Things had been looking grim for the German line when the Stormtroop Company arrived. They swept into the battle, assaulting the leading British formations and cutting through them! The battle had reached a turning point!
Ignore the shot from the 18pdr that says the mortar was destroyed. That was intended for turn two!
The Germans go over to the offensive, not wanting to lose the momentum of their attack. In every combat of hand to hand they are totally successful, not losing a figure. But there aren’t that many of them, and shooting keeps whittling down their numbers. Even those British units falling back continue to fire their Lewis guns. In the South the Flamethrower team finally reaches the hedgeline. Can they get past the assault party and occupy the road corner?
The British Assault party throw back the flamethrower team with their shooting. There simply won’t be enough turns to take the road now! Meanwhile the Stormtroop counterattack continues, scything through the British in hand to hand, aided by their bombing ability. But always suffering casualties. It might have even been worse for the Germans, but at about this stage Dan started rolling the worst dice I have ever seen. Five 1s and three 2s for his HMG? Oh dear…
What is left of the two forces engage in a desperate struggle in front of the Sugar factory. The hand to hand combats continue to be fast and decisive, but the familiar pattern is still there. Only the Battalion commander’s leadership rating is keeping any troops still going. And at the end of this turn the sole survior of the Stosstruppen platoon that was in the first reserve wave begins to fall back. In the north, the mortar crew pull out rifles and pin their attackers. In the south the flamethrower team pushes pointlessly on.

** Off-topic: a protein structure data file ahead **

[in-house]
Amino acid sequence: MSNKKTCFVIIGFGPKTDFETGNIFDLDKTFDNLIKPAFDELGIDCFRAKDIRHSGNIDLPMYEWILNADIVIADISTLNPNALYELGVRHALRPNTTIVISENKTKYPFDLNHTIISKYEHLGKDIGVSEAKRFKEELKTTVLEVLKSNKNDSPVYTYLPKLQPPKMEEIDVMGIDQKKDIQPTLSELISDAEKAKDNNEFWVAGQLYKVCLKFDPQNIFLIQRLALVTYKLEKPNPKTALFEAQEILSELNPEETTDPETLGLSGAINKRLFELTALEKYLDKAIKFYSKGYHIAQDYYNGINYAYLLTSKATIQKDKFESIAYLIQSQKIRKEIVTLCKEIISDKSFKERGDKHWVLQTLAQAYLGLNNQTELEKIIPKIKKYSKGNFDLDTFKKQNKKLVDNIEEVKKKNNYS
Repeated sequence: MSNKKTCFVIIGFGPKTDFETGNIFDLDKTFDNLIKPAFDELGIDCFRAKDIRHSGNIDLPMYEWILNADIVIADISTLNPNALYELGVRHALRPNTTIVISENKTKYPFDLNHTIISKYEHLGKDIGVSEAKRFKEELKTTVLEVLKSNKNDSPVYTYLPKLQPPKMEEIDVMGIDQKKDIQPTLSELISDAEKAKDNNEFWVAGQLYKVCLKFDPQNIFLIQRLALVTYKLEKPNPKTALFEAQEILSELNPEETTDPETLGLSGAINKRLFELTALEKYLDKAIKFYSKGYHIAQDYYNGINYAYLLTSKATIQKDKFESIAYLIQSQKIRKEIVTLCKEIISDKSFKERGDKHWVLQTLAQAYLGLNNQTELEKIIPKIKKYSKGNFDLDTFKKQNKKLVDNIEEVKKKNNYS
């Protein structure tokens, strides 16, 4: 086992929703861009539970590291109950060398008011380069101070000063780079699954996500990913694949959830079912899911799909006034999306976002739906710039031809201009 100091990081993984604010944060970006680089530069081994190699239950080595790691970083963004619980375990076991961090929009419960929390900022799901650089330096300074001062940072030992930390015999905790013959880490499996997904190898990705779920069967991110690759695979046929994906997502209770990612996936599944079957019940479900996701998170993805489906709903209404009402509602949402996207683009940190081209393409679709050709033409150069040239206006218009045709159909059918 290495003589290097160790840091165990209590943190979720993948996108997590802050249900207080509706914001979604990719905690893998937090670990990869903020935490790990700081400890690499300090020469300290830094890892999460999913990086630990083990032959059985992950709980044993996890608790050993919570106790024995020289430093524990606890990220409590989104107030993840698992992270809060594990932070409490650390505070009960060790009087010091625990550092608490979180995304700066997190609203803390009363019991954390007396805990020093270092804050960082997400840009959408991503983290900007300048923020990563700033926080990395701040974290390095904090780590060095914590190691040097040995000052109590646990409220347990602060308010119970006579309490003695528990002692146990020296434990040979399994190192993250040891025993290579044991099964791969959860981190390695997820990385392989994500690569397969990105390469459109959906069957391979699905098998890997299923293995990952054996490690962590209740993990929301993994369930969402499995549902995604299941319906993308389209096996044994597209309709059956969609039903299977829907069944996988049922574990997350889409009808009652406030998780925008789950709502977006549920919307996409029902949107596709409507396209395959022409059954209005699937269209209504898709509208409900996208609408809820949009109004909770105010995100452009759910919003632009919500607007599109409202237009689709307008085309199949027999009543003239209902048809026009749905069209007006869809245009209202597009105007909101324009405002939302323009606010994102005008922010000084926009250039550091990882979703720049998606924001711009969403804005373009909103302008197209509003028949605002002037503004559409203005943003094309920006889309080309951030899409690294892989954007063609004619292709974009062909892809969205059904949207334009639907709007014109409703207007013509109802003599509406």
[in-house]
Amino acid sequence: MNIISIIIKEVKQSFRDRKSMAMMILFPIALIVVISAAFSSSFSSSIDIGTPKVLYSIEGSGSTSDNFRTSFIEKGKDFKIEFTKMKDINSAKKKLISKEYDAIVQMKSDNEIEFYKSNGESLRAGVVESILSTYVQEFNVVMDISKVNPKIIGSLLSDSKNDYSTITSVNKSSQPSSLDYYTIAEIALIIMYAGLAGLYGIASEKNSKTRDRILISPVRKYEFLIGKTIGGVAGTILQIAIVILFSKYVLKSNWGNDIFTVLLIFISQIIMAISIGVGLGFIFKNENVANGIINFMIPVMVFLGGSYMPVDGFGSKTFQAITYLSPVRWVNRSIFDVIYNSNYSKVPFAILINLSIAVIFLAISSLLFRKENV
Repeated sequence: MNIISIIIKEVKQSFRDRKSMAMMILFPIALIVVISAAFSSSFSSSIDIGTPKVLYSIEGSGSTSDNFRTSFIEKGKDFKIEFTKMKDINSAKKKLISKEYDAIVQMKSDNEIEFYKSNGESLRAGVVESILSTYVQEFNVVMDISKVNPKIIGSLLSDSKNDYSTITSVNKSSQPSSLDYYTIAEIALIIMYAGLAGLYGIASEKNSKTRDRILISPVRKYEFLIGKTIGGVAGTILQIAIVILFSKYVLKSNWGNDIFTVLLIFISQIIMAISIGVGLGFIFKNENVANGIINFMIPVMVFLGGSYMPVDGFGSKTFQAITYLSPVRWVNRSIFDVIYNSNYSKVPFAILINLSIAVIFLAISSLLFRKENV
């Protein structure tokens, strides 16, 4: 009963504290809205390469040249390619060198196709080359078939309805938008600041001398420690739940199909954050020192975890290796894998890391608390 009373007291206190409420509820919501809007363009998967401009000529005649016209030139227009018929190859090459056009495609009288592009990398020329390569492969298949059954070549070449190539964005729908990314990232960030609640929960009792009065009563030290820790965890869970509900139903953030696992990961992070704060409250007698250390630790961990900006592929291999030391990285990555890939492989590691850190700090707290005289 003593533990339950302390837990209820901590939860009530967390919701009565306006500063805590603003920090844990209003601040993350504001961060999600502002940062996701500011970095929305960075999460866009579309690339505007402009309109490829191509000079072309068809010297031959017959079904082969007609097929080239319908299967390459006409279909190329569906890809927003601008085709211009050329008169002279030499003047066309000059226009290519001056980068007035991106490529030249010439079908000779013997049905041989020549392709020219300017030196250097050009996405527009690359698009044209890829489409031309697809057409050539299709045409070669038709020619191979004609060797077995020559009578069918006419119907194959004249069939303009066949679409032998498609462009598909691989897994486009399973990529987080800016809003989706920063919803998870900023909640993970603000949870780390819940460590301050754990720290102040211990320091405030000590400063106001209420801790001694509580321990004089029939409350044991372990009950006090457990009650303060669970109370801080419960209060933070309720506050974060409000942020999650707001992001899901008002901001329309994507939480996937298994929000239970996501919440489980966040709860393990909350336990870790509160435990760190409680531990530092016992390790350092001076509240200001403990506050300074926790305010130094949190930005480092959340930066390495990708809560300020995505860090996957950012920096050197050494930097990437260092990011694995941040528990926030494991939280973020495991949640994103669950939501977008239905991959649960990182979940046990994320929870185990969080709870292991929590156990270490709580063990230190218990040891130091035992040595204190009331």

The final turn. The Germans assault and occupy the Sugar Factory, but there are only five of them, representing three different units. They can’t claim the victory points. In the south the flamethrower team and assault party are still largely intact, but have not managed to do anything decisive. The battle is over and it is a very bloody draw!
So what lessons did I learn from that?
First of all, the Stormtroopers and Stosstruppen are devastating troops and move like lightning. Their extra d6/6″ gives them a huge counterattacking advantage. If you make them bombers, their assault power is overwhelming. In this game only the Stormtroopers were bombers, but they were exceptionally effective. On the other hand, there are very few bodies to soak up the bullets, and it was telling that for all of their assault power, they simply didn’t have the numbers to achieve their objective.